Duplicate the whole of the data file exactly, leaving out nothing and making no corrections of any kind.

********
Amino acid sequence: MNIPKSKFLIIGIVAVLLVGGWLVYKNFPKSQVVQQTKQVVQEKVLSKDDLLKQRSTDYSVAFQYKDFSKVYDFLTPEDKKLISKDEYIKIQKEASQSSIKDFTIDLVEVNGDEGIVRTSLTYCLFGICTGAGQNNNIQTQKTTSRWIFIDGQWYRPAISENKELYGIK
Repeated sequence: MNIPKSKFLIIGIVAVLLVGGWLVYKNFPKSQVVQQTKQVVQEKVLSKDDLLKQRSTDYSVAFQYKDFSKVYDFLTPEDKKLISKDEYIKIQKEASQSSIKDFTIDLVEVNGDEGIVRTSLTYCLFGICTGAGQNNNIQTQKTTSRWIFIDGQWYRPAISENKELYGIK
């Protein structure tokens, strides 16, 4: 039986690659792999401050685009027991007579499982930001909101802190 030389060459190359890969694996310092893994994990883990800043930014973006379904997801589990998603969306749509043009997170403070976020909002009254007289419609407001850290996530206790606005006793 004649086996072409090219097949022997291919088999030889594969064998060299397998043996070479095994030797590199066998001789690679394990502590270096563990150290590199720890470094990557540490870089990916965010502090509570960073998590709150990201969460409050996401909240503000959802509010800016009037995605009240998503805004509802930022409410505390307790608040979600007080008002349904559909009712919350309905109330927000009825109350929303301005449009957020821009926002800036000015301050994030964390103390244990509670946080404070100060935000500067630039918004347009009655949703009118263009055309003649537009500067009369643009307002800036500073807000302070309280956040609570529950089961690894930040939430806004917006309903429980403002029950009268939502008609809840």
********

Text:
Amino acid sequence: MNIPKSKFLIIGIVAVLLVGGWLVYKNFPKSQVVQQTKQVVQEKVLSKDDLLKQRSTDYSVAFQYKDFSKVYDFLTPEDKKLISKDEYIKIQKEASQSSIKDFTIDLVEVNGDEGIVRTSLTYCLFGICTGAGQNNNIQTQKTTSRWIFIDGQWYRPAISENKELYGIK
Repeated sequence: MNIPKSKFLIIGIVAVLLVGGWLVYKNFPKSQVVQQTKQVVQEKVLSKDDLLKQRSTDYSVAFQYKDFSKVYDFLTPEDKKLISKDEYIKIQKEASQSSIKDFTIDLVEVNGDEGIVRTSLTYCLFGICTGAGQNNNIQTQKTTSRWIFIDGQWYRPAISENKELYGIK
């Protein structure tokens, strides 16, 4: 039986690659792999401050685009027991007579499982930001909101802190 030389060459190359890969694996310092893994994990883990800043930014973006379904997801589990998603969306749509043009997170403070976020909002009254007289419609407001850290996530206790606005006793 004649086996072409090219097949022997291919088999030889594969064998060299397998043996070479095994030797590199066998001789690679394990502590270096563990150290590199720890470094990557540490870089990916965010502090509570960073998590709150990201969460409050996401909240503000959802509010800016009037995605009240998503805004509802930022409410505390307790608040979600007080008002349904559909009712919350309905109330927000009825109350929303301005449009957020821009926002800036000015301050994030964390103390244990509670946080404070100060935000500067630039918004347009009655949703009118263009055309003649537009500067009369643009307002800036500073807000302070309280956040609570529950089961690894930040939430806004917006309903429980403002029950009268939502008609809840």